Solved dell sx270 connect to dvi tv

March 11, 2012 at 16:47:21
Specs: Windows 2000 SP4, Intel Celeron 2.0 ghz 522mb

I have a Dell SX270 with a dvi video connection. I have a RCA Scenium HDTV with a DVI-D connection for input. I want to connect the two in order to show Powerpoint. I got a DVI-D cable which connects the two, but there is no display on the TV when I switch to that input. I only get a "Unusable Signal" message which is normal if nothing is connected. The SX270 only has the one video port. Without some short of display I have no way to know what the PC is doing. How do I get these two to play nicely together?

See More: dell sx270 connect to dvi tv

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✔ Best Answer
March 12, 2012 at 12:23:19

"I will check on updated video drivers."

No software on the hard drive is required in order for your computer to produce video while booting BEFORE the operating system loads from the hard drive !

You CAN have the situation where you DO have video while booting BEFORE the operating stem loads but NO video in the operating system.
(See the info about that in last part of this post)

"I don't have the Scenium documentation ...."

We just need the model number. It's probably on a sticker on the back of the TV
.....

"How/where can I go to find out which I have and whether it will work or not? "

Digital Visual Interface (DVI)
http://en.wikipedia.org/wiki/Digita...

See Connectors

All video cards, and most mboard onboard video adapters, have what LOOKS LIKE the the DVI-I (dual link) port.

Some newer mboards have an onboard video adapter that LOOKS LIKE a DVI-D (dual link) port - you cannot get analog video from it by using a standard DVI to VGA gender adapter.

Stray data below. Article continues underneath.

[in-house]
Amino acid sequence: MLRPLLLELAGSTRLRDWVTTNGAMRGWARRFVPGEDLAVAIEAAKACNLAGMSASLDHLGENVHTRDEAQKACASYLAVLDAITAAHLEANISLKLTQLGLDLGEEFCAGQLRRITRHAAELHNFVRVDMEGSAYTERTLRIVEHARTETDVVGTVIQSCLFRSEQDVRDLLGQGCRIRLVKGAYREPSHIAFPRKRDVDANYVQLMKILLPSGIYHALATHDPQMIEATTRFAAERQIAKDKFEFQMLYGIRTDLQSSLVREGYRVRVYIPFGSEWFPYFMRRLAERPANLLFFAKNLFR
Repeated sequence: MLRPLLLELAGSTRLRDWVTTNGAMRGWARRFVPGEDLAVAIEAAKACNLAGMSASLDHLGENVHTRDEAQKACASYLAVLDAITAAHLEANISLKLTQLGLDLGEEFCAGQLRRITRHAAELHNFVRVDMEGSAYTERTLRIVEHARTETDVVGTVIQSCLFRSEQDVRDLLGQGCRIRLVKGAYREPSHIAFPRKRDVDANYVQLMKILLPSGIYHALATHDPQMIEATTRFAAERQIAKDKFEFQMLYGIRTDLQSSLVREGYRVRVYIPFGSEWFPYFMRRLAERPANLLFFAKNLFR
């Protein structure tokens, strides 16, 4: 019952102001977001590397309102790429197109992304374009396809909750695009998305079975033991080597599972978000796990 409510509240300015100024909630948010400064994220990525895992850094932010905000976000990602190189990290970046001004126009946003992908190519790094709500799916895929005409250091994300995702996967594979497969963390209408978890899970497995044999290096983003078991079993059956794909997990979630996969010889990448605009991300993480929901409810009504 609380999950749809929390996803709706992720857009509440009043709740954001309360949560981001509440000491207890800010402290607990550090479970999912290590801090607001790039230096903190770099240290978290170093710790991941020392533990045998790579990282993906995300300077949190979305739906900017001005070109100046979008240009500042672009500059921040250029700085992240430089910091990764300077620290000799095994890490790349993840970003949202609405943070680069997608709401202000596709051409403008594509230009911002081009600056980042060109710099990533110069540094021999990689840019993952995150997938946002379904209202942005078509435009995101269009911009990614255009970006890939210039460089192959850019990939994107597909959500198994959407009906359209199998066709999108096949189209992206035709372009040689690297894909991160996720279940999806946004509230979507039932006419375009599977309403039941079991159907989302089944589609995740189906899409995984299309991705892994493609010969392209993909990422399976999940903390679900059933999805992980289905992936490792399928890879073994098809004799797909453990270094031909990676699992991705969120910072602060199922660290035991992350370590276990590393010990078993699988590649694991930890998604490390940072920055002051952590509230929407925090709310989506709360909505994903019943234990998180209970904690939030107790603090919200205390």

(LOOKS LIKE a dual link port = the port may be wired up as a single link port)

Either type of DVI-D connector PLUG on a video cable will plug into the DVI-I (dual link) port physically, but a video cable with the DVI-D (single link) connector PLUG MAY NOT produce video - a DVD-D (dual link) connector PLUG WILL.

DVI compatibility for sticklers
http://www.playtool.com/pages/dvico...

(scroll down to below the second set of DVI connector pictures)

"Dual link DVI cables are usually called "DL-DVI" for short. The image above shows the various single and dual link DVI cables. The single link cables are missing the six pins used by the second link.
There's no such thing as a single link video card or monitor connector. Connectors always have the full three rows of eight holes whether they're single link or dual link hardware. So you can't tell whether a video card or monitor is single link or dual link by looking at the connector.
You have to check the video card or monitor specifications to know how many links are supported. Both single link and dual link cables fit into both single and dual link video cards and monitors. So single link cables fit into dual link video cards and monitors and dual link cables fit into single link video cards and monitors.

The compatibility rule between single and dual link DVI hardware is simple: if the video card, DVI cable, and monitor all support dual link then the setup as a whole supports both single link and dual link screen modes. If one or more of the video card, cable, and monitor support only single link then the setup supports only single link screen modes.

DVI-D cables fit into both DVI-D and DVI-I connectors whereas DVI-I cables do not fit into DVI-D connectors. And a dual link cable will function just fine in a single link setup as described above. As a result, the most useful kind of digital DVI cable is a dual link DVI-D cable. People rarely use the analog lines in a DVI-I cable so there's not much point in getting one of those. Dual link DVI-D cables are the "universal" digital cable."

"Meanwhile the DVI-D cable I have is a 6 ft TV DVI-D M to M Digital Dual Link cable, if that helps any."

If it truly is a DVI-D (dual link) cable then it should work fine.

See the pictures of the DVD-D (dual link) ports. If your cable has pins in ALL the same positions, then the cable should work fine.
....

If you DO have the situation where you DO have video while booting BEFORE the operating system loads but NO video in the operating system, that's easy to fix.